28 Mar The “4 Letter Word” You Can Use to Increase the Value of Your Business
Wouldn’t it be great to have a magic slot machine? Imagine what it would be like if, each time you pulled the arm, you made more than you bet. How much time would you spend cranking that arm?
You can gamble on a lot of things when it comes to the value of your business, but only one strategy has a virtually guaranteed return. Most companies are valued on a multiple of earnings before interest, taxes, depreciation, and amortization (EBITDA). As a result, every extra dollar of profit you earn in the short term will translate into a winning spin down the road.
When someone is interested in acquiring your business, they will want to look at three years worth of your financial reporting. Every extra dollar of profit you can generate will make a significant impact on the offer you receive if you are considering an ownership transition in the next thirty-six months.
Derek Morin and His P.U.R.E Method
Derek Morin, the founder of Tabarnapp, which creates after-market sales applications for Shopify website owners, was obsessed with finding every dollar of profit available.
When his partner, who handled the finances, left the company, Morin was forced to look closely at his profit & loss (P&L) statement. As Morin saw potential areas for improvement, he made notes in the margin next to each line item he wanted to change.
To save time, he started using a single letter beside each entry to represent the action he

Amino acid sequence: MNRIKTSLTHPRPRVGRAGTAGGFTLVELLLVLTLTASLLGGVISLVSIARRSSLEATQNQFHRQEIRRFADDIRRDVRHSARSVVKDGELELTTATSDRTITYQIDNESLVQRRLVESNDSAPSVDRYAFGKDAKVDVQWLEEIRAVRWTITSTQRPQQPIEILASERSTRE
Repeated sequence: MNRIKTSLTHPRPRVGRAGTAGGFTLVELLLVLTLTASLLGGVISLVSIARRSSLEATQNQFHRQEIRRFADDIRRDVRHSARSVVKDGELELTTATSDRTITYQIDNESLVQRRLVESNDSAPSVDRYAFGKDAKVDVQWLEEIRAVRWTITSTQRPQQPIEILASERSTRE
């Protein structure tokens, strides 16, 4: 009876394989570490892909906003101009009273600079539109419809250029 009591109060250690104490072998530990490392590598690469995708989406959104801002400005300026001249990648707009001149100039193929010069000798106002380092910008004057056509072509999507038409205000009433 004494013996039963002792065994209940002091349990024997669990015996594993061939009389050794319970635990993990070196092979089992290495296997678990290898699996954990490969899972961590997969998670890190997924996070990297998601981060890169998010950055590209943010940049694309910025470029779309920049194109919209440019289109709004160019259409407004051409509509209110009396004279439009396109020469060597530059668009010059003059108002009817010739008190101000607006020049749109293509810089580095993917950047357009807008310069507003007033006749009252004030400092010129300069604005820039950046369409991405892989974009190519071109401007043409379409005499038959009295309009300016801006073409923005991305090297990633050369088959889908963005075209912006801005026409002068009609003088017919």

wanted to take:
P stood for “Plus”, something profitable that he wanted to grow.
U stood for “Unnecessary”, an expense he could eliminate.
R stood for “Replaceable”, a cost that could be replaced with a better or cheaper option.
E stood for “Equal” and was used for items that should be left untouched.
Morin realized his shorthand notes could be organized into a memorable acronym he referred
to as “PURE.”
Morin treated the PURE method like a game. Every month he scoured his P&L with the same four-letter system. He then challenged his team to act on each item that needed improvement. He became obsessed with squeezing out a few more dollars of profit every month. His game worked.
In 2020 Morin bought out his business partner in a deal that valued the company at around $400,000. Two years later, after applying the PURE methodology of improving profitability, Morin sold Tabarnapp in an agreement that netted him a roughly tenfold increase in the value of his business.
The Downside of Using Your Company’s Bank Account As a Slush Fund
Treating your company like your piggy bank can have a negative effect when you are ready to sell. Co-mingling personal and business expenses and letting other costs go unchecked may help you reduce taxes in the short term but could end up costing you more in lost value in the long run.
To prevent this from happening, keep your P&L “PURE”. That way, you’ll increase your chances of hitting the jackpot when it’s time to sell your business.